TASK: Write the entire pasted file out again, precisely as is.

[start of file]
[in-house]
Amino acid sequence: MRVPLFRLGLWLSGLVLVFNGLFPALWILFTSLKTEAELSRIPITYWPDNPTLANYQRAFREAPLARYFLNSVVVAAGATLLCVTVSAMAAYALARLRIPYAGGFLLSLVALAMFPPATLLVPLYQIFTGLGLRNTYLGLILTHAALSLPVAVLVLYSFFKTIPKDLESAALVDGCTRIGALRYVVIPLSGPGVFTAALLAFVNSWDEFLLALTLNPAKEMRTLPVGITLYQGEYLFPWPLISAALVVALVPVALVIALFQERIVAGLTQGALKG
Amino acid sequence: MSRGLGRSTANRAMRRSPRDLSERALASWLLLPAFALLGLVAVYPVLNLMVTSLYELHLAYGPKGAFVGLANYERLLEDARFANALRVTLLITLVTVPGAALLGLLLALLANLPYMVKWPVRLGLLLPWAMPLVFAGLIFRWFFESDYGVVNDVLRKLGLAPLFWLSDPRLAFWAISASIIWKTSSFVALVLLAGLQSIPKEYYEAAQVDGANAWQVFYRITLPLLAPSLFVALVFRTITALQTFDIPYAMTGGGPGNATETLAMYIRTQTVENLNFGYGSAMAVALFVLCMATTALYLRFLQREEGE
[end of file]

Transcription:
[in-house]
Amino acid sequence: MRVPLFRLGLWLSGLVLVFNGLFPALWILFTSLKTEAELSRIPITYWPDNPTLANYQRAFREAPLARYFLNSVVVAAGATLLCVTVSAMAAYALARLRIPYAGGFLLSLVALAMFPPATLLVPLYQIFTGLGLRNTYLGLILTHAALSLPVAVLVLYSFFKTIPKDLESAALVDGCTRIGALRYVVIPLSGPGVFTAALLAFVNSWDEFLLALTLNPAKEMRTLPVGITLYQGEYLFPWPLISAALVVALVPVALVIALFQERIVAGLTQGALKG
Amino acid sequence: MSRGLGRSTANRAMRRSPRDLSERALASWLLLPAFALLGLVAVYPVLNLMVTSLYELHLAYGPKGAFVGLANYERLLEDARFANALRVTLLITLVTVPGAALLGLLLALLANLPYMVKWPVRLGLLLPWAMPLVFAGLIFRWFFESDYGVVNDVLRKLGLAPLFWLSDPRLAFWAISASIIWKTSSFVALVLLAGLQSIPKEYYEAAQVDGANAWQVFYRITLPLLAPSLFVALVFRTITALQTFDIPYAMTGGGPGNATETLAMYIRTQTVENLNFGYGSAMAVALFVLCMATTALYLRFLQREEGE